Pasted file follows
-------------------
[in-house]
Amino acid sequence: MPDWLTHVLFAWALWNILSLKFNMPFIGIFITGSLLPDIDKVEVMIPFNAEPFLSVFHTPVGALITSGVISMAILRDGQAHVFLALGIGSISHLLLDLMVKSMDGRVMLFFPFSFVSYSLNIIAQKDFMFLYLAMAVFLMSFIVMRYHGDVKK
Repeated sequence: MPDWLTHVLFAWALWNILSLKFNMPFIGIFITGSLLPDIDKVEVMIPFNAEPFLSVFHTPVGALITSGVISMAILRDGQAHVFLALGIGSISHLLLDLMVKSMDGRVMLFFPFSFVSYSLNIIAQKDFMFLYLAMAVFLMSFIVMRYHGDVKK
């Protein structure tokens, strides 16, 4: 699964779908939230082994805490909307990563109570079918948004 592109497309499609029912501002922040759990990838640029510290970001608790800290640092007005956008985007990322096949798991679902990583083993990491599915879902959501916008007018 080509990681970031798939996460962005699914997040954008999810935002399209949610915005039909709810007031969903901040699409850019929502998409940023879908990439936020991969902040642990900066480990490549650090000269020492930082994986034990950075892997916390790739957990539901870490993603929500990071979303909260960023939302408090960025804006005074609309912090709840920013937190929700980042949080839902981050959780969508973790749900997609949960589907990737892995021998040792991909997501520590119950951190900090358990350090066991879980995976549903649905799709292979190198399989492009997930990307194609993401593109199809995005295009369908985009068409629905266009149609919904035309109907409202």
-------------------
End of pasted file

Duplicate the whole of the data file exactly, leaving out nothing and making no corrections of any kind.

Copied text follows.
[in-house]
Amino acid sequence: MPDWLTHVLFAWALWNILSLKFNMPFIGIFITGSLLPDIDKVEVMIPFNAEPFLSVFHTPVGALITSGVISMAILRDGQAHVFLALGIGSISHLLLDLMVKSMDGRVMLFFPFSFVSYSLNIIAQKDFMFLYLAMAVFLMSFIVMRYHGDVKK
Repeated sequence: MPDWLTHVLFAWALWNILSLKFNMPFIGIFITGSLLPDIDKVEVMIPFNAEPFLSVFHTPVGALITSGVISMAILRDGQAHVFLALGIGSISHLLLDLMVKSMDGRVMLFFPFSFVSYSLNIIAQKDFMFLYLAMAVFLMSFIVMRYHGDVKK
């Protein structure tokens, strides 16, 4: 699964779908939230082994805490909307990563109570079918948004 592109497309499609029912501002922040759990990838640029510290970001608790800290640092007005956008985007990322096949798991679902990583083993990491599915879902959501916008007018 080509990681970031798939996460962005699914997040954008999810935002399209949610915005039909709810007031969903901040699409850019929502998409940023879908990439936020991969902040642990900066480990490549650090000269020492930082994986034990950075892997916390790739957990539901870490993603929500990071979303909260960023939302408090960025804006005074609309912090709840920013937190929700980042949080839902981050959780969508973790749900997609949960589907990737892995021998040792991909997501520590119950951190900090358990350090066991879980995976549903649905799709292979190198399989492009997930990307194609993401593109199809995005295009369908985009068409629905266009149609919904035309109907409202």